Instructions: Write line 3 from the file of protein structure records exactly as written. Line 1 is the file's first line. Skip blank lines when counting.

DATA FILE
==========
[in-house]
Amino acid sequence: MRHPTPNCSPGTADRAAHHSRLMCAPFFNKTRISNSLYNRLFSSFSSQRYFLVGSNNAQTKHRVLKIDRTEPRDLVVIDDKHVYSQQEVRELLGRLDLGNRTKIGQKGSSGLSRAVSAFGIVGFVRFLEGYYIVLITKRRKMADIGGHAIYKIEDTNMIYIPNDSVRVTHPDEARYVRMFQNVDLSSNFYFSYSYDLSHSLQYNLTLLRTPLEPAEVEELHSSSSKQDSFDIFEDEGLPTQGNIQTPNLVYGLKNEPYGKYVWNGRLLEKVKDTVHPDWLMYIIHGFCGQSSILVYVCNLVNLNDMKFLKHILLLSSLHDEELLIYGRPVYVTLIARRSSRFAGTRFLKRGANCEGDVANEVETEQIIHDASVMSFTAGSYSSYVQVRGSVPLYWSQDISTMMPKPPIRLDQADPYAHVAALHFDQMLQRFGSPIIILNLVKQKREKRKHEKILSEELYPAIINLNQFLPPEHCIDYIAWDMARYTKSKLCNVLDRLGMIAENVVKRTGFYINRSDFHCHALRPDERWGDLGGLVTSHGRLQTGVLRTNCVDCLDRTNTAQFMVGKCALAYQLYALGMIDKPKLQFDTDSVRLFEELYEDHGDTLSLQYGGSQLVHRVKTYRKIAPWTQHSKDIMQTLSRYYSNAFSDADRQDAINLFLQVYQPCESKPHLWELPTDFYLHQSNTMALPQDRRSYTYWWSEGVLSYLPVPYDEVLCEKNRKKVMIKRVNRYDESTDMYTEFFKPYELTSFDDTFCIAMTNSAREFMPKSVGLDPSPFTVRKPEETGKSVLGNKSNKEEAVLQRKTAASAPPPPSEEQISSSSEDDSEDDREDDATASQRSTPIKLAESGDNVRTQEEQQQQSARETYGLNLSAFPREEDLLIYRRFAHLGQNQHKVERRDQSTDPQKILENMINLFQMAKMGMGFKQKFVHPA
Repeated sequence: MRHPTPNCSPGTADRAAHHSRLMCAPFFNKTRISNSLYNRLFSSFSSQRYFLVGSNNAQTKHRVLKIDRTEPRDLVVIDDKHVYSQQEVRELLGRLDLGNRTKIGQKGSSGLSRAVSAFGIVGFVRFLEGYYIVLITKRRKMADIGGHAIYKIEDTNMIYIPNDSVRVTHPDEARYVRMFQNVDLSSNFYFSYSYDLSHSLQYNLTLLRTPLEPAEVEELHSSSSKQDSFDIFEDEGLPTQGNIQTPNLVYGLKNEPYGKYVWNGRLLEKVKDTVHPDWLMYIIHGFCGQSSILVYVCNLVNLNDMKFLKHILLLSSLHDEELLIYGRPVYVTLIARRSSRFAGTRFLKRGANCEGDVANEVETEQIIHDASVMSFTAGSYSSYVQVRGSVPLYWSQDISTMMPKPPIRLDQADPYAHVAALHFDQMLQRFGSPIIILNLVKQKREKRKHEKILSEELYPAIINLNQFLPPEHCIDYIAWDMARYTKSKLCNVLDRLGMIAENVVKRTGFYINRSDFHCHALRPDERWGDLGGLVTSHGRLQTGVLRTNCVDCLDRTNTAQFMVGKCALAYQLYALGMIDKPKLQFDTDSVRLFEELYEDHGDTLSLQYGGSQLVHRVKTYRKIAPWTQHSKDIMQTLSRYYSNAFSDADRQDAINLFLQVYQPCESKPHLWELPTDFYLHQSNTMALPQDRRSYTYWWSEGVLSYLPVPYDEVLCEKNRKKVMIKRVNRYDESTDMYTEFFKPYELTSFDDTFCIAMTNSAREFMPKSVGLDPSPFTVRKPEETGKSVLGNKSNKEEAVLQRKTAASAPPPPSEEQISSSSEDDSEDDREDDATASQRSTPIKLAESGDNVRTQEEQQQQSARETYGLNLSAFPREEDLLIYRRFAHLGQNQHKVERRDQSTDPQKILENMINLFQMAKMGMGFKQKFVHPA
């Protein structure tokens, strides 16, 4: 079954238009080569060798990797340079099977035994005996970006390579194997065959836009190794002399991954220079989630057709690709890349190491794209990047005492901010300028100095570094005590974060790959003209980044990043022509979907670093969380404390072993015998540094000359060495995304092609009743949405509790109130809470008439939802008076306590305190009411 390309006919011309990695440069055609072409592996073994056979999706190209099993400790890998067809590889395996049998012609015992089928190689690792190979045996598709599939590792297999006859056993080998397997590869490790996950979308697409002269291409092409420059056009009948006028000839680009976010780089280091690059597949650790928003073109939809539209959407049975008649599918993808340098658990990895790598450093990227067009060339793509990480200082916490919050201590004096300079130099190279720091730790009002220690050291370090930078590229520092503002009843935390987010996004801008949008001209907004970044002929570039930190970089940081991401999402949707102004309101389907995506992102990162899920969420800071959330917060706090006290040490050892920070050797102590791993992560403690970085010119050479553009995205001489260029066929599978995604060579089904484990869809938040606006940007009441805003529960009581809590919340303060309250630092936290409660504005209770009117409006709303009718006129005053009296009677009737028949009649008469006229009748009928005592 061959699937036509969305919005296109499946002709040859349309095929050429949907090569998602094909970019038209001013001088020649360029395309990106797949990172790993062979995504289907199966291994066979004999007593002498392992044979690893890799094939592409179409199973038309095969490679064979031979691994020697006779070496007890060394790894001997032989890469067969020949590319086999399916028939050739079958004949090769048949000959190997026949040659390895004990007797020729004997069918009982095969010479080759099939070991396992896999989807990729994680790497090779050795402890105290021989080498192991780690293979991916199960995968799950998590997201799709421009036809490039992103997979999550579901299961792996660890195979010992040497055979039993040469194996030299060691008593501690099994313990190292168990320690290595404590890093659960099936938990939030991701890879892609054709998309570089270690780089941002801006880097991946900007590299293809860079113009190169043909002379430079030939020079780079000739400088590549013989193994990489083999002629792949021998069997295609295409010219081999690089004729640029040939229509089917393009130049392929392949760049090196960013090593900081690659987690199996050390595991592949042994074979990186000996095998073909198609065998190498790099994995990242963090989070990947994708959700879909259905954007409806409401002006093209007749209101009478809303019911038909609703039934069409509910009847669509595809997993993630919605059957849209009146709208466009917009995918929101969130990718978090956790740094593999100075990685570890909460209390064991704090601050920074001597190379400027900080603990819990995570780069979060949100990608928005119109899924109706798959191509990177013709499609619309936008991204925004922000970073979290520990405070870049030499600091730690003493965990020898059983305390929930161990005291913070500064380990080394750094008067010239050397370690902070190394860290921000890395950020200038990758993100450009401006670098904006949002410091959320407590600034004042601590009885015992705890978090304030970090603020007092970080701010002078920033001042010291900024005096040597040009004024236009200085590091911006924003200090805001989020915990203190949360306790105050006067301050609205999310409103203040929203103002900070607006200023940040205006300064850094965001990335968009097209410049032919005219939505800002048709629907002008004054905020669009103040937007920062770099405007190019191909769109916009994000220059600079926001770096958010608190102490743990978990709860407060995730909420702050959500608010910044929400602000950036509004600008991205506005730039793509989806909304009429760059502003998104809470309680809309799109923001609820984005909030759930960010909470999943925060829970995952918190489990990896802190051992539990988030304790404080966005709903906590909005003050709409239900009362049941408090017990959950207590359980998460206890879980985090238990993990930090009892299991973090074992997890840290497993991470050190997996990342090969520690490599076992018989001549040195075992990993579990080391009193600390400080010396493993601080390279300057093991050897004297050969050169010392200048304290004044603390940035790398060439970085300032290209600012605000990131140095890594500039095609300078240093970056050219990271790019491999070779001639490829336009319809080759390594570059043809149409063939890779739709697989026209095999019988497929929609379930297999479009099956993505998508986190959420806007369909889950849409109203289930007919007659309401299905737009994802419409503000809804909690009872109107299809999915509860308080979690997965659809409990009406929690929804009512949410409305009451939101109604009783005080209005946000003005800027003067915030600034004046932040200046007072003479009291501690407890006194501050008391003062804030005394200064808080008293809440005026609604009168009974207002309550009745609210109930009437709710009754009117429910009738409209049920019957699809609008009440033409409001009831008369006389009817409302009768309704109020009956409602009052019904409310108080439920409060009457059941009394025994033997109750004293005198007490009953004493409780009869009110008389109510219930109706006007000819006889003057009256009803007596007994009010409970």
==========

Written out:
Repeated sequence: MRHPTPNCSPGTADRAAHHSRLMCAPFFNKTRISNSLYNRLFSSFSSQRYFLVGSNNAQTKHRVLKIDRTEPRDLVVIDDKHVYSQQEVRELLGRLDLGNRTKIGQKGSSGLSRAVSAFGIVGFVRFLEGYYIVLITKRRKMADIGGHAIYKIEDTNMIYIPNDSVRVTHPDEARYVRMFQNVDLSSNFYFSYSYDLSHSLQYNLTLLRTPLEPAEVEELHSSSSKQDSFDIFEDEGLPTQGNIQTPNLVYGLKNEPYGKYVWNGRLLEKVKDTVHPDWLMYIIHGFCGQSSILVYVCNLVNLNDMKFLKHILLLSSLHDEELLIYGRPVYVTLIARRSSRFAGTRFLKRGANCEGDVANEVETEQIIHDASVMSFTAGSYSSYVQVRGSVPLYWSQDISTMMPKPPIRLDQADPYAHVAALHFDQMLQRFGSPIIILNLVKQKREKRKHEKILSEELYPAIINLNQFLPPEHCIDYIAWDMARYTKSKLCNVLDRLGMIAENVVKRTGFYINRSDFHCHALRPDERWGDLGGLVTSHGRLQTGVLRTNCVDCLDRTNTAQFMVGKCALAYQLYALGMIDKPKLQFDTDSVRLFEELYEDHGDTLSLQYGGSQLVHRVKTYRKIAPWTQHSKDIMQTLSRYYSNAFSDADRQDAINLFLQVYQPCESKPHLWELPTDFYLHQSNTMALPQDRRSYTYWWSEGVLSYLPVPYDEVLCEKNRKKVMIKRVNRYDESTDMYTEFFKPYELTSFDDTFCIAMTNSAREFMPKSVGLDPSPFTVRKPEETGKSVLGNKSNKEEAVLQRKTAASAPPPPSEEQISSSSEDDSEDDREDDATASQRSTPIKLAESGDNVRTQEEQQQQSARETYGLNLSAFPREEDLLIYRRFAHLGQNQHKVERRDQSTDPQKILENMINLFQMAKMGMGFKQKFVHPA